The simple assumption that firms seek to maximise profits is insufficient for our purposes. It:
Ignores the amount of capital used to generate the profit. By putting their wealth into the business the owners forego the alternative benefits their wealth could have given them.
Ignores the risks being suffered by the investors. If there is a high potential for losses occurring and eating away at the investors capital this would need to be compensated by higher profits.
Gives no indication of the time period over which the profit is to be measured.
Consequently it is assumed that profit-seeking organizations seek to maximize shareholder value.
Approaches to Measuring shareholder wealth
Measuring shareholder wealth is hard in practice. Some approaches are:
The increase in the value of a share over a period
Present value of forecast free cash flows when discounted by an appropriate risk-adjusted cost of capital (this value is assumed to be reflected in the share price)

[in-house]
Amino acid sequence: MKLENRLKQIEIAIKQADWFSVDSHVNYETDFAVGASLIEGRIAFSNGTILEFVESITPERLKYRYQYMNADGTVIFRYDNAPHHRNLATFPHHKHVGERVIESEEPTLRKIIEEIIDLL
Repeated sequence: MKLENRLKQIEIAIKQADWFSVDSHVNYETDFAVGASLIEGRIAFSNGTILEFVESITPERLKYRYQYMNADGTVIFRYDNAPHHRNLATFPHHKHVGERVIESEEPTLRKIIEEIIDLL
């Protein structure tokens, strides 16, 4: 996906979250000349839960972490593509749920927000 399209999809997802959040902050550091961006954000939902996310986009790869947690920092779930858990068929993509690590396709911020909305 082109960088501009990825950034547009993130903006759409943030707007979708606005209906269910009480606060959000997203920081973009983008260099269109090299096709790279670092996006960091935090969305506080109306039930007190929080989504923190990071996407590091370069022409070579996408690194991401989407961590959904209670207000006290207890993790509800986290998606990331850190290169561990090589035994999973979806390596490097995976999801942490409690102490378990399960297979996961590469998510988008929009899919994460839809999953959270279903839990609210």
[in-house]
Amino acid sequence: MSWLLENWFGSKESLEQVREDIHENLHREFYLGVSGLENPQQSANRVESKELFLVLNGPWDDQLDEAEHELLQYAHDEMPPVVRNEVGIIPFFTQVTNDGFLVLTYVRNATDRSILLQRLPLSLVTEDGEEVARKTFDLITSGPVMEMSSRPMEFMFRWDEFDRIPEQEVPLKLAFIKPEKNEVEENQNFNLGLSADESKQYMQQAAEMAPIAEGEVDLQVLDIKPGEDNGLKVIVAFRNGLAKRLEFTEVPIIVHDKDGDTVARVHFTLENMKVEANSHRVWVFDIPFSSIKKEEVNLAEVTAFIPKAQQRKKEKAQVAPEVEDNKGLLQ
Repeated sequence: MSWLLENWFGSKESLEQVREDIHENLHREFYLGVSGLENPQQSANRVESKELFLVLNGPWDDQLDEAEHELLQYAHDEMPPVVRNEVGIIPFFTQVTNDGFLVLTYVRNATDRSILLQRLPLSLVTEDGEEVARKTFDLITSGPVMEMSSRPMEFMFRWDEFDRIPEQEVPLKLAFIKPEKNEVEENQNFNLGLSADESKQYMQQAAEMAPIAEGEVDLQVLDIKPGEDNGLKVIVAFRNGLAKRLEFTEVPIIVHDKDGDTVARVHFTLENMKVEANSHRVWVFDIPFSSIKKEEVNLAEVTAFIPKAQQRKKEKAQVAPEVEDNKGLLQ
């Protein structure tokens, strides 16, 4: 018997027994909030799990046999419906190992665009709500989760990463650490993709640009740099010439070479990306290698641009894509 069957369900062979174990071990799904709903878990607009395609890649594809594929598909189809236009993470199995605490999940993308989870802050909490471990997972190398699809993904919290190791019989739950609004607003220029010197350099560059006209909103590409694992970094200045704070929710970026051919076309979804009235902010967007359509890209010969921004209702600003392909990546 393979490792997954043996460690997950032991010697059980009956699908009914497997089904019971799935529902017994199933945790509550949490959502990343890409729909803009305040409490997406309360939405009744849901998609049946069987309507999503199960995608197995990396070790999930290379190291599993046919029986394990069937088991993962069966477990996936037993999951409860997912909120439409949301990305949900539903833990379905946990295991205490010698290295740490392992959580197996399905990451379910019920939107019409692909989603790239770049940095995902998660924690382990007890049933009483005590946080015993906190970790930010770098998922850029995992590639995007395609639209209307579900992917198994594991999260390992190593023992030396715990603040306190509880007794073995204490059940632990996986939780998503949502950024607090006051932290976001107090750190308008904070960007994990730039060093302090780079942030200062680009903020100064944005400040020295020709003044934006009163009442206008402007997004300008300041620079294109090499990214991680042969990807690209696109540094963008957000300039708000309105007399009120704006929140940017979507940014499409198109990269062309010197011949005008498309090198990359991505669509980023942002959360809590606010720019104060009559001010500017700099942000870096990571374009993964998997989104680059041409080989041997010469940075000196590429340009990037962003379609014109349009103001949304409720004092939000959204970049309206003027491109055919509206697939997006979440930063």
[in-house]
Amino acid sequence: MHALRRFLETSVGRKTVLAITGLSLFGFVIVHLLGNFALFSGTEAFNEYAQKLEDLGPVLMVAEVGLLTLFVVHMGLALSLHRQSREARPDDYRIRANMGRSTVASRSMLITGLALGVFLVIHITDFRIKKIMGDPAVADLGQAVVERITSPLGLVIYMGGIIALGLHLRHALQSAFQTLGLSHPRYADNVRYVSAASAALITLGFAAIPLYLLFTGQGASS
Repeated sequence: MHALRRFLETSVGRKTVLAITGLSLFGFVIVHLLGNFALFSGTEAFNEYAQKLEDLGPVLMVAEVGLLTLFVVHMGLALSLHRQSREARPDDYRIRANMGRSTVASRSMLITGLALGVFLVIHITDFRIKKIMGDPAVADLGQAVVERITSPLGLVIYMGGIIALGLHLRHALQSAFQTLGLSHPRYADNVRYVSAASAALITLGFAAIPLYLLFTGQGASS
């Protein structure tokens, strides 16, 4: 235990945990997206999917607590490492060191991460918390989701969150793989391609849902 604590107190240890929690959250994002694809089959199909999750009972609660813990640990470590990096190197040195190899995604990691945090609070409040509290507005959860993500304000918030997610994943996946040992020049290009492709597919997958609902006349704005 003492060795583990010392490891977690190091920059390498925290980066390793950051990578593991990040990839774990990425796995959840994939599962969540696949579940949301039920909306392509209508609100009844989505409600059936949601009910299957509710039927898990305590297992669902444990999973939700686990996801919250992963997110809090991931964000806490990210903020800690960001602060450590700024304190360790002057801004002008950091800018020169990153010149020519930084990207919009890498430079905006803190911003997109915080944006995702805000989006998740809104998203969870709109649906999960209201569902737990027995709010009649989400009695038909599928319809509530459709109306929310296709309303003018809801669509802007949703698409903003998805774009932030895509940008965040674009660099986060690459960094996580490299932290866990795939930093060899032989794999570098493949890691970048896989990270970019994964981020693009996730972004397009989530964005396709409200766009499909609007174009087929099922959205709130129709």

Economic profit: the excess of actual profit in a given year over the minimum necessary to compensate the shareholder for investing the funds in the business.
The concept of shareholder wealth maximization is relied on in several ways:
As a decision-making criterion: techniques such as NPV and IRR assume this as the goal of the business
As a criterion to evaluate divisional managers: using performance measures such as Return on Capital Employed (ROCE or sometimes ROI) which should exceed cost of capital and rise from year to year
As the basis for financial incentives for managers. Bonuses may be based on improvements in the ROCE, EPS or share price from year to year
As a benchmark against which to evaluate the board. Investment analysts and ‘active value’ investors use shareholder value measures to evaluate corporate performance and some newspapers publish league tables to name and shame underperforming boards.